Donald Williams is an eleven-year-old wannabe player. Nattily dressed in his pressed uniform shirt and navy slacks; he has ultra-confidence and a razor sharp wit. Even at four feet tall, his ghetto stroll is a refined dance that floats him from school bus, to school entrance, to cafeteria seat, as he saddles behind a lonely looking sixth grade girl in the cafeteria during breakfast, and skillfully shoulder-leans his way into her conversation. He is as adroit with all three Rs (reading, writing, and arithmetic), as he is with making middle school girls blush.
This morning, I am perched in the doorframe of my doorless classroom, clutching a cup of coffee while mumbling my obligatory “good mornings” at the children, as they run from the busses to the cafeteria for breakfast. Two weeks into the school year, I’ve developed mostly positive relationships with students. I say “good morning.” The kids smile back. Some give me hugs. Everything is becoming routine.
Donald saddles down the steps and comes straight into my classroom. Deferring breakfast, he beelines to the back of the class. Something is off. The swagger, the stroll, the grin are all gone. He sits quietly for a few moments, and after I somewhat absently greet Donald, I continue the the sing-song “good mornings,” belted aimlessly into the hallway.
“Why don’t you go on and get breakfast?” I ask.
“I don’t feel like it.” Donald says.
I ask him if he’s okay.
“I said I don’t feel like it.”
By this point, Donald’s entire body is tightly wound, his face a scowl, exaggerated by his gap toothed overbite. I walk toward him carefully, gripping the coffee cup in my left hand. My right hand reaches out toward him, in a reticent attempt to comfort.
A final prod: “Donald, you can tell me if something is wrong.”
Donald sticks his chin up at me, while scrunching up his nose. His eyes narrowed.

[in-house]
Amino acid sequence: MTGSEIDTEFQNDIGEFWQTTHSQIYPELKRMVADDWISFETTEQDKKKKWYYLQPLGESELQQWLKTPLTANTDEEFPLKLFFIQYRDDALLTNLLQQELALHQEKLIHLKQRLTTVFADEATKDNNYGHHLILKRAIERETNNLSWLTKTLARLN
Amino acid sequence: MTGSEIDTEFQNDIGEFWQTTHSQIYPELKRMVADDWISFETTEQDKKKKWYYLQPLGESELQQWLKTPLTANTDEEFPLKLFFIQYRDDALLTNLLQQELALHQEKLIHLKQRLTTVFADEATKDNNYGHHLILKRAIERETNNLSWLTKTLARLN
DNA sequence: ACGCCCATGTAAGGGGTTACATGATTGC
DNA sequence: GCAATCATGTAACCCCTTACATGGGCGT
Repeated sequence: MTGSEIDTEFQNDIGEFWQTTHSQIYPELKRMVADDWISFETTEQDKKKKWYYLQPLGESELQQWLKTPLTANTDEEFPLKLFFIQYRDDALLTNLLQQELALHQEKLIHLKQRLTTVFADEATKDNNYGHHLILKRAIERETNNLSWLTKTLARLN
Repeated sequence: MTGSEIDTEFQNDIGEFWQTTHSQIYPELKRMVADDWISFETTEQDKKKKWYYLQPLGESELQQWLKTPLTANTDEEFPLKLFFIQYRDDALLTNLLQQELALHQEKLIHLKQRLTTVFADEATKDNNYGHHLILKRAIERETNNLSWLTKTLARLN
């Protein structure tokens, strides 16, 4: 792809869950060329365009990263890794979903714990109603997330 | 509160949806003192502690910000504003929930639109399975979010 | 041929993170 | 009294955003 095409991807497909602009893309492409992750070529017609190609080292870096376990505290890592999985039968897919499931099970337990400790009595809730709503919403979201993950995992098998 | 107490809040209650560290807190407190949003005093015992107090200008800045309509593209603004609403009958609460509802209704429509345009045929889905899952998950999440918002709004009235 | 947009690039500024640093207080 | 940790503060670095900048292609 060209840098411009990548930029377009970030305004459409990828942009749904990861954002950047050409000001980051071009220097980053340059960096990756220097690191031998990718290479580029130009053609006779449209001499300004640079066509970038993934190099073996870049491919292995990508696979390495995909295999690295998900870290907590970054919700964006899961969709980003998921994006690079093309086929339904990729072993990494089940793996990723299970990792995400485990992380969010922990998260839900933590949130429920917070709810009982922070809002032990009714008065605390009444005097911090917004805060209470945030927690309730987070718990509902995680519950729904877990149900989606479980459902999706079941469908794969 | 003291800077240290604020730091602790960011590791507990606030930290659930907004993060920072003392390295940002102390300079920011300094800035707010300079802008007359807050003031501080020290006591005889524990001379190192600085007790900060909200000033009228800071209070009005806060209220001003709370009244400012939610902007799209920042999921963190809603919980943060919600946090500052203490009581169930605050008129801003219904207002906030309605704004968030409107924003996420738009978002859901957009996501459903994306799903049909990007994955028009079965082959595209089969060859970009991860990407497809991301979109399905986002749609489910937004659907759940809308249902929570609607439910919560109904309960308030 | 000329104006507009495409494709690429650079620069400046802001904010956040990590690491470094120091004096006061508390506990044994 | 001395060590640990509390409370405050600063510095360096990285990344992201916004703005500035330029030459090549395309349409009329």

He breathed in deeply, and spit out a shrill, chilling “fuck!”
He now stands, and with his full-on thug swagger restored, he walks across the classroom screaming a litany of his favorite four-lettered.
“Fuck you! Fuck you! Fuck all of you!”
With this, he walks toward me. His head falls, his eyes sink deeper, and all forty-some inches of him collapse in a pile surrounding my legs. He shoots out an arm that grasps my waist. Pressing his face into my knees, he sobs uncontrollably. At this moment, students begin to flood in, quietly watching the spectacle with an unusual quiet acceptance of his erratic behavior. I look around for help. I’m surrounded by eleven year olds.
I crouch down and pick up the puddle that is now Donald. Kneeling close to his face I ask him what’s happened. Donald collects himself, wiping tears, and begins strutting his now highly affected pimp stride through the classroom. He puffs his tiny chest out, and sticks his chin straight into the air. A little rooster, putting on a show.
“Didn’t you see the news? Didn’t you watch the fucking news?” Donald asks.
I must’ve missed it. Since beginning teaching, I had been busy reinventing the term “workaholic,” logging on average some 17 hours a day. I changed my homepage to The New York Times for the simple comfort that if a major world event did in fact occur, I hopefully would notice the headlines before logging in to my email account.
“Rodney. Rodney Williams, did you hear about Rodney Williams?”
I don’t know who Rodney Williams is, or why he is so significant. A father? Brother? Cousin? Friend?
In a moment of clarity, Donald composes himself, stands straighter. Looking at me calmer now, he simply says, “He’s gone. He’s fucking gone.” Donald collapses again, my waist and slacks his pillow. Donald’s favorite four lettered words are sobbed into my knee caps.
I go on attempting to teach math class, reading, and homeroom. Donald refuses to leave my classroom. He sits through three consecutive, identical math classes, attempting to follow along for a little bit, before the collapsing, wailing, and cussing.
During my planning period, I search for the local news article about Rodney. Rodney was murdered last night, outside his family’s home. Donald was there. Rodney was Donald’s older brother.
Only a few weeks into the school year, it had been made painfully clear that the administration did not care for teacher “complaints” about student behavior. I decided to notify our principal of what has happened anyway.